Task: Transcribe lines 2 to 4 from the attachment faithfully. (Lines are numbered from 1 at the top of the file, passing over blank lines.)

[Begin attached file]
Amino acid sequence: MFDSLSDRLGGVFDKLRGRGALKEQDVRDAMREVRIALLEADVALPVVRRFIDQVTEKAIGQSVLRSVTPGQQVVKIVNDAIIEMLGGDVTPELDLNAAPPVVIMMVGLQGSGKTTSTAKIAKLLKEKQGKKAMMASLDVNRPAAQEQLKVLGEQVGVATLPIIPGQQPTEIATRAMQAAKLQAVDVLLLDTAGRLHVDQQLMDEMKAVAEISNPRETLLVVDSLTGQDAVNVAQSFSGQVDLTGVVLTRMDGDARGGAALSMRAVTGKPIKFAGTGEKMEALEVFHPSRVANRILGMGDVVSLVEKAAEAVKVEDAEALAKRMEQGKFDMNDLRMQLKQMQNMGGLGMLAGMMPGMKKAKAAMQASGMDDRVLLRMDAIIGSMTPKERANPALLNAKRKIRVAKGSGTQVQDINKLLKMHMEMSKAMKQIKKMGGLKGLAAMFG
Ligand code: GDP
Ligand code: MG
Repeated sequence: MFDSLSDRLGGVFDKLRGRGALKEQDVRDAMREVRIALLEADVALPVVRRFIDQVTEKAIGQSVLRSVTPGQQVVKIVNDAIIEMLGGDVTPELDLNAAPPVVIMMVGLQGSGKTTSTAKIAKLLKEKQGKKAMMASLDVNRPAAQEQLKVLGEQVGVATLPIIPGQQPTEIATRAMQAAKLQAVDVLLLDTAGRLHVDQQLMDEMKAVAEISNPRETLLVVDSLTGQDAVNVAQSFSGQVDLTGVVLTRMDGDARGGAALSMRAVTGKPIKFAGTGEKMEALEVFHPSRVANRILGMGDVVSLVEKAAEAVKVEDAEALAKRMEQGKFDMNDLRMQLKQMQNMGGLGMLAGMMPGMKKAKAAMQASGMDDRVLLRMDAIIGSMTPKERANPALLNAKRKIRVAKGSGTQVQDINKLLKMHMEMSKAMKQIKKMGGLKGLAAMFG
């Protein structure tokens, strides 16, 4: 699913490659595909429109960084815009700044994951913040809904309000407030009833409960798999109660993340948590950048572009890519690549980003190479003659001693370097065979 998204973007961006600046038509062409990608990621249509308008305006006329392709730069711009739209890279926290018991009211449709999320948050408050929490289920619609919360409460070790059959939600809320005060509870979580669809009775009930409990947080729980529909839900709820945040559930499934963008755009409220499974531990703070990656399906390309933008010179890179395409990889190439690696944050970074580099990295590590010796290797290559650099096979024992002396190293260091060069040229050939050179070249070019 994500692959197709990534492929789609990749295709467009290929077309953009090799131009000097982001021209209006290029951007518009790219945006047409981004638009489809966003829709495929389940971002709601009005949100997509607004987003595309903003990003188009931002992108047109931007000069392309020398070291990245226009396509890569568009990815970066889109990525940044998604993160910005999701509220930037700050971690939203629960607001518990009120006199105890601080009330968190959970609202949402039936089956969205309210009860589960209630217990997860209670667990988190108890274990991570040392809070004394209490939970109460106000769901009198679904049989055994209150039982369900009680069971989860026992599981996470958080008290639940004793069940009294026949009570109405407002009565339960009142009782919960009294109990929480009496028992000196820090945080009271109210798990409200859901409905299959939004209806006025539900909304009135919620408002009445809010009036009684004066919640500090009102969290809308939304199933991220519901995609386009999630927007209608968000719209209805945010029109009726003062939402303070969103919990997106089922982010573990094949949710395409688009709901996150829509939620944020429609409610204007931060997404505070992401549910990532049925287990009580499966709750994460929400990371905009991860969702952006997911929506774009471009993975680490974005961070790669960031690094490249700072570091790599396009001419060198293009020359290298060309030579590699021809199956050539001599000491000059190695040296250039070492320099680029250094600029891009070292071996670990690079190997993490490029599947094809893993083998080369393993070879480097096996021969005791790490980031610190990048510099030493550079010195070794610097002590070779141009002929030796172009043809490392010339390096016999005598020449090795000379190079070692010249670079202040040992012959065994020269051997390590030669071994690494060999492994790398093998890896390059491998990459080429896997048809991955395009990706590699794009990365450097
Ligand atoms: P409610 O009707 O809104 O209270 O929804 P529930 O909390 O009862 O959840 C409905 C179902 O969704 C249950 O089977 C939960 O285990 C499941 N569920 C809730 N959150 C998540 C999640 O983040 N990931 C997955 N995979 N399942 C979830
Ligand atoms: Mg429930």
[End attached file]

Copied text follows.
Ligand code: GDP
Ligand code: MG
Repeated sequence: MFDSLSDRLGGVFDKLRGRGALKEQDVRDAMREVRIALLEADVALPVVRRFIDQVTEKAIGQSVLRSVTPGQQVVKIVNDAIIEMLGGDVTPELDLNAAPPVVIMMVGLQGSGKTTSTAKIAKLLKEKQGKKAMMASLDVNRPAAQEQLKVLGEQVGVATLPIIPGQQPTEIATRAMQAAKLQAVDVLLLDTAGRLHVDQQLMDEMKAVAEISNPRETLLVVDSLTGQDAVNVAQSFSGQVDLTGVVLTRMDGDARGGAALSMRAVTGKPIKFAGTGEKMEALEVFHPSRVANRILGMGDVVSLVEKAAEAVKVEDAEALAKRMEQGKFDMNDLRMQLKQMQNMGGLGMLAGMMPGMKKAKAAMQASGMDDRVLLRMDAIIGSMTPKERANPALLNAKRKIRVAKGSGTQVQDINKLLKMHMEMSKAMKQIKKMGGLKGLAAMFG